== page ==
If In The Old Rain In The New

BUT as it is observed not only in this Climate, but all the World over,

that great Changes of Weather happen near the Change of the Moon, it

follows that this is the Season when these Exhalations that ascend so

plentifully at Sun-rising are condensed, and consequently is the Season

when we ought to expect Rain.

IF therefore the Exhalations rise in the new Moon, it is a Sign that

the Air is in a fit dispos
tion to sustain and support them for a

considerable Time, and therefore we have Reason to expect that they

should continue floating till the next regular change of Weather, that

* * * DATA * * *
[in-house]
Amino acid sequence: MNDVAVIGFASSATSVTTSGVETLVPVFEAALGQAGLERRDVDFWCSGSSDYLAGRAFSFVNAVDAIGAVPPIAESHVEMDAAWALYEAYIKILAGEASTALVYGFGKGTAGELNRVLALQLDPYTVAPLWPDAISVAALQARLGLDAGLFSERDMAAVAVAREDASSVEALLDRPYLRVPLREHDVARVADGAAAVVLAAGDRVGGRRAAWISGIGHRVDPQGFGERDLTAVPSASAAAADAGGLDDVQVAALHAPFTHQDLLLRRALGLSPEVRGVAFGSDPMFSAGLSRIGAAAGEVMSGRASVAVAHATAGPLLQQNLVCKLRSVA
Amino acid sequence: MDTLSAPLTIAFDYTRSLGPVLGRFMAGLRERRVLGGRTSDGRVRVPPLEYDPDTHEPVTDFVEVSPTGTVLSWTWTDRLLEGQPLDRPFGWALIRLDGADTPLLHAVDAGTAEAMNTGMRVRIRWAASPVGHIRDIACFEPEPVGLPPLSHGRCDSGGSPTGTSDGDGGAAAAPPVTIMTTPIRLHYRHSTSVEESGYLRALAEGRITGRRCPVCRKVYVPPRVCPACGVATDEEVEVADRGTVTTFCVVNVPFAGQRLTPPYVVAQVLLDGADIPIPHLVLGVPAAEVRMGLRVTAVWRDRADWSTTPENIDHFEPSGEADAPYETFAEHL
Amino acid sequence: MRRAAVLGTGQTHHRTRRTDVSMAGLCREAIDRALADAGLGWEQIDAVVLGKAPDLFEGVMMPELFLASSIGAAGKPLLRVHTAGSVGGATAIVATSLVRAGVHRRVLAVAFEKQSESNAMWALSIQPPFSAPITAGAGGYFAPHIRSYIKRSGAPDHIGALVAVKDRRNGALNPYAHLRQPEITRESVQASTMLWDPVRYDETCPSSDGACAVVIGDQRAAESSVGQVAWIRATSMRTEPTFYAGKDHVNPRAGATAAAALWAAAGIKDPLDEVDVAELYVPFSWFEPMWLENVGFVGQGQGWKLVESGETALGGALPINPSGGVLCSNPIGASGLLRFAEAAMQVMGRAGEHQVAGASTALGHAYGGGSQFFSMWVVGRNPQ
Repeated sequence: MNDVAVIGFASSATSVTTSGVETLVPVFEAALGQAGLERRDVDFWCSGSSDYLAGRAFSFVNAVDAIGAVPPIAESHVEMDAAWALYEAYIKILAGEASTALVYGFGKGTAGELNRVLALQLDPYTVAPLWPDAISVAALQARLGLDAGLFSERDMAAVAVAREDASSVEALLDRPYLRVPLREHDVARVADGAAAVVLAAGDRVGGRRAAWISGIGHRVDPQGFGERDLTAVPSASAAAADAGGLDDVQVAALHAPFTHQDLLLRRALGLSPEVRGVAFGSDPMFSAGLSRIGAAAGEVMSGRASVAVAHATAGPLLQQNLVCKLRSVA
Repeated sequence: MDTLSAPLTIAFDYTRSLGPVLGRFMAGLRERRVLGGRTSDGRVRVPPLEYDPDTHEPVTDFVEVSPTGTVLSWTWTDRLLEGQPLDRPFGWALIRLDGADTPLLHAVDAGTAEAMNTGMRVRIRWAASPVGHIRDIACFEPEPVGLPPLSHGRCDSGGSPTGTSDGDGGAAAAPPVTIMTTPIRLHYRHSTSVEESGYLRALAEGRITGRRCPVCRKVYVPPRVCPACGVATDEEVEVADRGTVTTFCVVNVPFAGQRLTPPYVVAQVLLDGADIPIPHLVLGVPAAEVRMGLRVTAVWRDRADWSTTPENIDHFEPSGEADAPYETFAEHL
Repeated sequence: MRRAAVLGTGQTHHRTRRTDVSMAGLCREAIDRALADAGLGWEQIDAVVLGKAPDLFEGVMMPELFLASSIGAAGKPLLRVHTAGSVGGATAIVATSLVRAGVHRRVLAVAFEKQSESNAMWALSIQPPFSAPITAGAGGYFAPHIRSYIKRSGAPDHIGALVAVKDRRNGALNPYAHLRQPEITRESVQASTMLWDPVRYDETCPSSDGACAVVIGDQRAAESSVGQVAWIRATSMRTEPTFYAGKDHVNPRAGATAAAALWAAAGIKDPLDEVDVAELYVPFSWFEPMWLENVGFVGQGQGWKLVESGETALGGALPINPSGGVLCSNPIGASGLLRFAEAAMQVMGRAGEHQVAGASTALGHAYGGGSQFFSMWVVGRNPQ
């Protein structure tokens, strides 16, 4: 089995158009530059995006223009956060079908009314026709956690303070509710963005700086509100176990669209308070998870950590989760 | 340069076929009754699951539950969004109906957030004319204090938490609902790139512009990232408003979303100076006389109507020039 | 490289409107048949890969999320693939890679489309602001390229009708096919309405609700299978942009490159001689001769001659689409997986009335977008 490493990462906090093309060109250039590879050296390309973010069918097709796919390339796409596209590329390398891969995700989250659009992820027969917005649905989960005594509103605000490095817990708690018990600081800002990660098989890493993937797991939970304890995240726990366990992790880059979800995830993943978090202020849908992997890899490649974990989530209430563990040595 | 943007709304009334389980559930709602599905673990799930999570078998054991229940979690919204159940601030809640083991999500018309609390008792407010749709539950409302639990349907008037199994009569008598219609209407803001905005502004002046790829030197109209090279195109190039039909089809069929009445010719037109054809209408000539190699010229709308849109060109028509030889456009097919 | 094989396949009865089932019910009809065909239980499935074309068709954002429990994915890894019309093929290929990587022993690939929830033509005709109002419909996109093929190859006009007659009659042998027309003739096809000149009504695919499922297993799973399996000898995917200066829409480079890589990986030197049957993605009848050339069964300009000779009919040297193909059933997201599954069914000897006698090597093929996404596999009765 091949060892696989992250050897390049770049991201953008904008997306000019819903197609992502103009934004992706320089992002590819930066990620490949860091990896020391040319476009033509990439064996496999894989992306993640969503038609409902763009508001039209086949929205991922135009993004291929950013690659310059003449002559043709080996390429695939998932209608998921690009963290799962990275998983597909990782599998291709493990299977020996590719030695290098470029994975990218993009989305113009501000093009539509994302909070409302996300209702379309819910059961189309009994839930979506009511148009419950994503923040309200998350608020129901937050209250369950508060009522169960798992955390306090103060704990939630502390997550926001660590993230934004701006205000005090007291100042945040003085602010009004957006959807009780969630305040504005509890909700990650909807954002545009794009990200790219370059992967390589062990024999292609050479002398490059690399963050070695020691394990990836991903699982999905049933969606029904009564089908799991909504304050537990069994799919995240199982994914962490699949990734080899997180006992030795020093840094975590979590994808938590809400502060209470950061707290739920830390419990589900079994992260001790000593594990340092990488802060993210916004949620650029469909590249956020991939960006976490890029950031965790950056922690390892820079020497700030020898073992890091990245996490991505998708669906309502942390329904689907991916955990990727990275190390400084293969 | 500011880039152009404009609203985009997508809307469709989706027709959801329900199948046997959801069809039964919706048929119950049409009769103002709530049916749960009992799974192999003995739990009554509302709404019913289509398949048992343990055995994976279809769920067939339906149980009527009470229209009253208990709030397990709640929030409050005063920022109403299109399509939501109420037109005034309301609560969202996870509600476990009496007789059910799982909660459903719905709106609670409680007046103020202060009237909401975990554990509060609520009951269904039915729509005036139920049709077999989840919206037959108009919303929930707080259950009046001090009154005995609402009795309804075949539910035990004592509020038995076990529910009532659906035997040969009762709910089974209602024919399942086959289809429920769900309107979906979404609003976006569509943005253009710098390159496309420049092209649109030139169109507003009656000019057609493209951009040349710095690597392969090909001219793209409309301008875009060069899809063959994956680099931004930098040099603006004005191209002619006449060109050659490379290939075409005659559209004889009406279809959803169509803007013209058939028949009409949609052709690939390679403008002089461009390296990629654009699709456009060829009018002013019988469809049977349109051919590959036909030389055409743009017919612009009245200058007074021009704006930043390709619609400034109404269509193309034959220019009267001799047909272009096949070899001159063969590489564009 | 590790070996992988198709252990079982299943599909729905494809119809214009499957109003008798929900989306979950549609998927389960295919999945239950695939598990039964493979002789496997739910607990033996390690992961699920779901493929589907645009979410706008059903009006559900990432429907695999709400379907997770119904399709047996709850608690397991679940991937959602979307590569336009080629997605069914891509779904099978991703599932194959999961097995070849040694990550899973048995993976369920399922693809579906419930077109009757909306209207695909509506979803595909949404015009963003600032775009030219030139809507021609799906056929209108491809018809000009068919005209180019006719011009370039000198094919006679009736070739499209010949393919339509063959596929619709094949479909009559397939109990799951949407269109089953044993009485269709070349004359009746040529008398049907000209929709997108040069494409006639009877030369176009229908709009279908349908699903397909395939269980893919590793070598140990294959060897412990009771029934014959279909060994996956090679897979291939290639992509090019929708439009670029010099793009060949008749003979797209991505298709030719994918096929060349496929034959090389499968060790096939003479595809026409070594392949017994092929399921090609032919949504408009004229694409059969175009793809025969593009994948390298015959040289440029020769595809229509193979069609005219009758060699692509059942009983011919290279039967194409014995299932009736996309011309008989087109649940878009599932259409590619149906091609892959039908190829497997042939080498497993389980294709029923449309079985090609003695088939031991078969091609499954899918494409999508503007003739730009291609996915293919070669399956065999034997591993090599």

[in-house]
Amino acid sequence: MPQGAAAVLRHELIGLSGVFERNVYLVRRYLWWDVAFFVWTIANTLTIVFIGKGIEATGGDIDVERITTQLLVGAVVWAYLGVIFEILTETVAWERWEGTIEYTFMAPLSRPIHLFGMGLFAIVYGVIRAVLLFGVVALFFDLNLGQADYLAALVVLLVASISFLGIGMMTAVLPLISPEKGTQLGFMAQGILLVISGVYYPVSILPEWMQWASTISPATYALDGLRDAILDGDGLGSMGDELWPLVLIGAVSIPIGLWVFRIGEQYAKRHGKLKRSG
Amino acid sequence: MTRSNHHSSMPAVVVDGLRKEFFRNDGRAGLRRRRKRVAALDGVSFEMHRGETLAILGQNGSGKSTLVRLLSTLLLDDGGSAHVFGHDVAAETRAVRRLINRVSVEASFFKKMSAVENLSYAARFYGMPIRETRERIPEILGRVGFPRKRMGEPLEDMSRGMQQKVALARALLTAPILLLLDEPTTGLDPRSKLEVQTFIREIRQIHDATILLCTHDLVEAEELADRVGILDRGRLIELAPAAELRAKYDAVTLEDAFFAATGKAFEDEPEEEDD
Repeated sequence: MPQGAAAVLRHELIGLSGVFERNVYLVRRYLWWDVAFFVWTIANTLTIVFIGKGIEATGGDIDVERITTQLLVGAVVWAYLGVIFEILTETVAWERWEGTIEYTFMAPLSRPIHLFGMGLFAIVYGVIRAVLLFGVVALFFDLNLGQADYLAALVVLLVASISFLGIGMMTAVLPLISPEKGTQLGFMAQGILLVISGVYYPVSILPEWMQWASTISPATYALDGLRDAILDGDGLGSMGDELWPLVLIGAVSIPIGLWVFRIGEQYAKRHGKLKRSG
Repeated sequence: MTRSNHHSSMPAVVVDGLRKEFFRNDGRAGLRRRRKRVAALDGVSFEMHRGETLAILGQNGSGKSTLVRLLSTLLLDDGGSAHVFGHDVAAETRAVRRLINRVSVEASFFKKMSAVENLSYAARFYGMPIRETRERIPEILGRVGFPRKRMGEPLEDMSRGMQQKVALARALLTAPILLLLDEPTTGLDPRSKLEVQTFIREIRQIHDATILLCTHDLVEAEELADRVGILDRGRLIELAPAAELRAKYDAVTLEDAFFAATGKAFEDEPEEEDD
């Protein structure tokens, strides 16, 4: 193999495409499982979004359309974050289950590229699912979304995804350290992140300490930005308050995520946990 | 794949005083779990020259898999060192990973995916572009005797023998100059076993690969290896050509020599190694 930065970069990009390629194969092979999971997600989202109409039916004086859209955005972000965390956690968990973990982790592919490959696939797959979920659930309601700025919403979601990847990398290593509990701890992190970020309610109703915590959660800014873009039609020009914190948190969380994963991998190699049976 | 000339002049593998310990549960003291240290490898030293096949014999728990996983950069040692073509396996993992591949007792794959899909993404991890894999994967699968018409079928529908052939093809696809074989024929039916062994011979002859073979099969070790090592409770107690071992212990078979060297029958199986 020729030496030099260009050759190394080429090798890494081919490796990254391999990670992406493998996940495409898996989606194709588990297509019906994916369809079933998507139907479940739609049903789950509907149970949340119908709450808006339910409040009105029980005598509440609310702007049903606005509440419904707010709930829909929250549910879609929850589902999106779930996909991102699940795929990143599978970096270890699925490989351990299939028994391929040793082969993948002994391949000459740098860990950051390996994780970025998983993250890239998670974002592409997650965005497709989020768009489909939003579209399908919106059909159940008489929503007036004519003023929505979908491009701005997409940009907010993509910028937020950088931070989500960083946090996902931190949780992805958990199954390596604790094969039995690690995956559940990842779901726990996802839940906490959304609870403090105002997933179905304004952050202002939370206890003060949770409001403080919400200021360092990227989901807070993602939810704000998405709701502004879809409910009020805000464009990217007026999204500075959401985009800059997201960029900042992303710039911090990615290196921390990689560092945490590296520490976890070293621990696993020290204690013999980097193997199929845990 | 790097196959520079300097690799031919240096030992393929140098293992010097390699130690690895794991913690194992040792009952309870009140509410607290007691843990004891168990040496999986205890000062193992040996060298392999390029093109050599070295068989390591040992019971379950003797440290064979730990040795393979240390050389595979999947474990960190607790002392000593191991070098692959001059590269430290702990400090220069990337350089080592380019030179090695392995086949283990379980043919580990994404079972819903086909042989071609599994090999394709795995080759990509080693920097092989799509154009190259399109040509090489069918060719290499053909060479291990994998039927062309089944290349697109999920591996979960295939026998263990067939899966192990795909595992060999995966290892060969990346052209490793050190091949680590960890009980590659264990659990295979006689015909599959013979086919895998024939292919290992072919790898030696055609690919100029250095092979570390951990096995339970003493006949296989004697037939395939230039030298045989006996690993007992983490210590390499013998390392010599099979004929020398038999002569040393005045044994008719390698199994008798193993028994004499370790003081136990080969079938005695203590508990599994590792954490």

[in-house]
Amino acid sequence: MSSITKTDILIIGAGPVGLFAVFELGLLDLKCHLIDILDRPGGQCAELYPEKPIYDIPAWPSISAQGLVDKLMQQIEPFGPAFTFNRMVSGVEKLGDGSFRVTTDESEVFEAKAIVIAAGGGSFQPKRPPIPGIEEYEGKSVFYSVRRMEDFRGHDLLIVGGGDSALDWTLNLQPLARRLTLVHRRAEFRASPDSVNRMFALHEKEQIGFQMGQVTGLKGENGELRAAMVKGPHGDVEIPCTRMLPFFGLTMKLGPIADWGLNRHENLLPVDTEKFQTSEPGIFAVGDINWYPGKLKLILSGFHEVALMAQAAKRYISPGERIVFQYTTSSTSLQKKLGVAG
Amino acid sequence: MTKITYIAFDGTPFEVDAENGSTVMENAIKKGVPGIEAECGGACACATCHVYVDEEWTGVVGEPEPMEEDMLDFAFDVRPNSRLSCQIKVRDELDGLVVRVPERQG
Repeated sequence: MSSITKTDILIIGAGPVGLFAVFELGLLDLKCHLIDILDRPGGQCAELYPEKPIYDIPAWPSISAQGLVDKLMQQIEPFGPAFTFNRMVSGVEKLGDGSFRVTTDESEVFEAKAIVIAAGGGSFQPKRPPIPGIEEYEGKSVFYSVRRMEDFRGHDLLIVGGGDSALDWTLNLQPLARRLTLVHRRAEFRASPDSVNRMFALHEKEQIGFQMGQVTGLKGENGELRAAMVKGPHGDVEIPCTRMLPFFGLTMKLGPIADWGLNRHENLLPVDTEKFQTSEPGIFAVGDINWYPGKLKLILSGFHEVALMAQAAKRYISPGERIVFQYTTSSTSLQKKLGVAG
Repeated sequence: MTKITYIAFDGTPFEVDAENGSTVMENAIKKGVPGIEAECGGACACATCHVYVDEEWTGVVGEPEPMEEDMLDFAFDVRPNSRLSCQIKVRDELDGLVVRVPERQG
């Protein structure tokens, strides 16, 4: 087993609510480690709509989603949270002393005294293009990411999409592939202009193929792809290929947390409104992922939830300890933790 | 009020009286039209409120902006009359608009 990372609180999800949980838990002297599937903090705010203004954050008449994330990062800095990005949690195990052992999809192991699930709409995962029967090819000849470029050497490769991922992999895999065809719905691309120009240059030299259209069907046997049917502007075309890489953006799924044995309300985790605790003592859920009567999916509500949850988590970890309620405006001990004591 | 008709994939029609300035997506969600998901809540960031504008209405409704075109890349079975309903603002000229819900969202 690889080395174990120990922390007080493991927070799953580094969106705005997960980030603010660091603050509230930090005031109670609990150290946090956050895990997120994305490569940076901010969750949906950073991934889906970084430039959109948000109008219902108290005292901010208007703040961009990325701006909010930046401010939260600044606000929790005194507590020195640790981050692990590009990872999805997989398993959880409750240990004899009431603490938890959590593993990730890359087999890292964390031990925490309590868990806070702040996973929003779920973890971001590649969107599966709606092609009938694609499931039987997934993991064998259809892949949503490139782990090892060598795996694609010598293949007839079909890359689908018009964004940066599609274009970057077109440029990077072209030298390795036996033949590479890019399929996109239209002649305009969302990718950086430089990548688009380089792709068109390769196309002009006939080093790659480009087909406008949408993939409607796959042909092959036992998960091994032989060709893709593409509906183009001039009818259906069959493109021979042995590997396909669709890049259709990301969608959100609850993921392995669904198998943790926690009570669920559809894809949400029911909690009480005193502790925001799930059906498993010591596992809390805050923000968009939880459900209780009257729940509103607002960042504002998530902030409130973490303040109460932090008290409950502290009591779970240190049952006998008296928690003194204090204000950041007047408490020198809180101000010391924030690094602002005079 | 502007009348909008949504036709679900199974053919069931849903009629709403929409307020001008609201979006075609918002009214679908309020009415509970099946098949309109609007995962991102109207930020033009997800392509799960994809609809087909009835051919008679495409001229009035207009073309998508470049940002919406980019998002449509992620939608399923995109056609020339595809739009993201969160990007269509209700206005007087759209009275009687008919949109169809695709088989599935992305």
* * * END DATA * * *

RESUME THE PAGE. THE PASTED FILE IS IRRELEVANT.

is, till the old of the Moon, or rather till towards the next Change,

and therefore the Observation is very cautiously and very properly

worded, directing us to expect Rain in the old, and in the new, and

not at the old or new, because it is observed that these Changes of

Weather happen not exactly at the Change of the Moon, but a Day or

two before or after, of which the Reader will meet with many Examples

in Captain Dampier's History of Winds and Storms at Sea.